David Lam

Department of Economics
University of Michigan
Ann Arbor, MI 48109
Tel: 734/763-3009

E-Mail: EmailAddress: hidden: you can email any NBER-related person as first underscore last at nber dot org
NBER Program Affiliations: DEV
NBER Affiliation: Research Associate
Institutional Affiliation: University of Michigan

NBER Working Papers and Publications

August 2018Is There a Male Breadwinner Norm? The Hazards of Inferring Preferences from Marriage Market Outcomes
with Ariel J. Binder: w24907
Building on standard marital matching models, we show that a variety of underlying social preferences about a given trait all generate positive assortative matching on that trait, and hence the same distribution of spousal trait differences in equilibrium. Applying this result to U.S. Census and administrative earnings data, we find that simple models of assortative matching can very closely replicate the observed distribution of spousal earnings differences, in which very few wives out-earn their husbands. We conclude that the distribution of spousal earnings differences in the U.S. provides little information about the existence and implications of a male breadwinner norm.
November 2013Credit Constraints and the Racial Gap in Post-Secondary Education in South Africa
with Cally Ardington, Nicola Branson, Murray Leibbrandt: w19607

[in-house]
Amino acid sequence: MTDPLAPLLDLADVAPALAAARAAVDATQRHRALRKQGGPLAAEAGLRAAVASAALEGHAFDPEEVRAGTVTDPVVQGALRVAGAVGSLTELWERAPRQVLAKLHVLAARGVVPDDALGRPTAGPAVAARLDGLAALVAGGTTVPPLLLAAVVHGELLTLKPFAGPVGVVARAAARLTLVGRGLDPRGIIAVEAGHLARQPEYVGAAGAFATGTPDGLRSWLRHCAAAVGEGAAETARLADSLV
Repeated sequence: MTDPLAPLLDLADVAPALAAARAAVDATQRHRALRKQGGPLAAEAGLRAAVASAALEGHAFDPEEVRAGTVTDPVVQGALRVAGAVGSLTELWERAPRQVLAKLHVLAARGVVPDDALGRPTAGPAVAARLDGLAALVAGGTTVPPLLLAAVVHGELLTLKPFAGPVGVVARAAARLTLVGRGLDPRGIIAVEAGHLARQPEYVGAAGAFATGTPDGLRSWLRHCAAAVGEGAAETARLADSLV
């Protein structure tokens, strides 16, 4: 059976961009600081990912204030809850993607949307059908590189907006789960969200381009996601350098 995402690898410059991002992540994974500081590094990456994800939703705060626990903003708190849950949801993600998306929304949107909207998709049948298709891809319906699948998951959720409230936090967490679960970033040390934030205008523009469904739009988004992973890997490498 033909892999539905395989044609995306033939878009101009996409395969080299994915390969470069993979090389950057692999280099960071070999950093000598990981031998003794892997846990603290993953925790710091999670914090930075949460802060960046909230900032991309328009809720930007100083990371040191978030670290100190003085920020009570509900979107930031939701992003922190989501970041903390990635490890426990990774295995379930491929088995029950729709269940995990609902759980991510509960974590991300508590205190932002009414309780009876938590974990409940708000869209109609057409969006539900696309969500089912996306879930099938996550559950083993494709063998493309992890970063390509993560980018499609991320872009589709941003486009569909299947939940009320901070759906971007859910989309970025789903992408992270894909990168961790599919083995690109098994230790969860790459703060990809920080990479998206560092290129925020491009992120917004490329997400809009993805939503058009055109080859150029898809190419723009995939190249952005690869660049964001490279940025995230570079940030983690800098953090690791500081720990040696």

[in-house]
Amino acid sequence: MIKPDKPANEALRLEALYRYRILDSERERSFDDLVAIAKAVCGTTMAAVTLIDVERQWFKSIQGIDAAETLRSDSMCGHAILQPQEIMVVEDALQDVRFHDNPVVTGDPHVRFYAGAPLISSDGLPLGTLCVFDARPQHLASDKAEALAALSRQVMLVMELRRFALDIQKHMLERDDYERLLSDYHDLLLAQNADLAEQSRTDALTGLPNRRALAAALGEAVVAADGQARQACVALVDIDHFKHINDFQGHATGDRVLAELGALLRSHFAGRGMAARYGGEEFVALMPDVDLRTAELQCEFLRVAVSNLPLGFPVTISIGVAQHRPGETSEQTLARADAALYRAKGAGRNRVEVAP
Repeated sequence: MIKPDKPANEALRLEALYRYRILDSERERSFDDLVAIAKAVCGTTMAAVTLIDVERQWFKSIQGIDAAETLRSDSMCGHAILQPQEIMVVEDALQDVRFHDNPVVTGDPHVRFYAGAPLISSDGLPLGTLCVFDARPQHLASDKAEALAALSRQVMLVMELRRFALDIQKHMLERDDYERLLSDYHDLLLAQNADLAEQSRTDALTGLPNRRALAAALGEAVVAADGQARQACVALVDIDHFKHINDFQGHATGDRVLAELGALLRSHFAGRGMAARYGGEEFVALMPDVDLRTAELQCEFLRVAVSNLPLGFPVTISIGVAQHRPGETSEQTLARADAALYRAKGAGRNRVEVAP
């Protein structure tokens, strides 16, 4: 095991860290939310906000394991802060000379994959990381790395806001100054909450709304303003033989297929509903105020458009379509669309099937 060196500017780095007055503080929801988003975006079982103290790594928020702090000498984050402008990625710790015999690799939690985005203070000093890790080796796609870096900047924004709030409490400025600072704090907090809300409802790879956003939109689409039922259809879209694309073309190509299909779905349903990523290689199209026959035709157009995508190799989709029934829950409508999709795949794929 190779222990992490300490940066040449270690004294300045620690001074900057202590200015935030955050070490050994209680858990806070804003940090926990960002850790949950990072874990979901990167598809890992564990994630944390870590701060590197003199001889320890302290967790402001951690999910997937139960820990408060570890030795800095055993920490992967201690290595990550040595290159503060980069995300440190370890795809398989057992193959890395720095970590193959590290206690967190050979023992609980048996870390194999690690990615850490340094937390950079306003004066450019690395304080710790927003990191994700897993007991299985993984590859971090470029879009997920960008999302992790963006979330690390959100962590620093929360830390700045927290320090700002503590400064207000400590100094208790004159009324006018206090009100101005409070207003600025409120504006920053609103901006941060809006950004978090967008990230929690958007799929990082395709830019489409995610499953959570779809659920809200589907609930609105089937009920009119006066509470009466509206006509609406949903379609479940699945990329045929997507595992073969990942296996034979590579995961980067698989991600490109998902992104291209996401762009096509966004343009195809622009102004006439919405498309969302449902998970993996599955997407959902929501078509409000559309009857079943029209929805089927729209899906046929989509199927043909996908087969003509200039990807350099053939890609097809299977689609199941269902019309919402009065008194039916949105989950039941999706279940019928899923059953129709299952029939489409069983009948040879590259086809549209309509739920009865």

This paper analyzes the impact of high school household income and scholastic ability on post-secondary enrollment in South Africa. Using longitudinal data from the Cape Area Panel Study (CAPS), we analyze the large racial gaps in the proportion of high school graduates who enroll in university and other forms of post-secondary education. Our results indicate that family background and high school achievement (measured by a literacy and numeracy exam and performance on the grade 12 matriculation exam) are strong predictors of post-secondary enrollment and statistically account for all of the black-white difference in enrollment. Controlling for parental education and baseline scholastic ability reduces the estimated impact of household income on university enrollment, though there continue...

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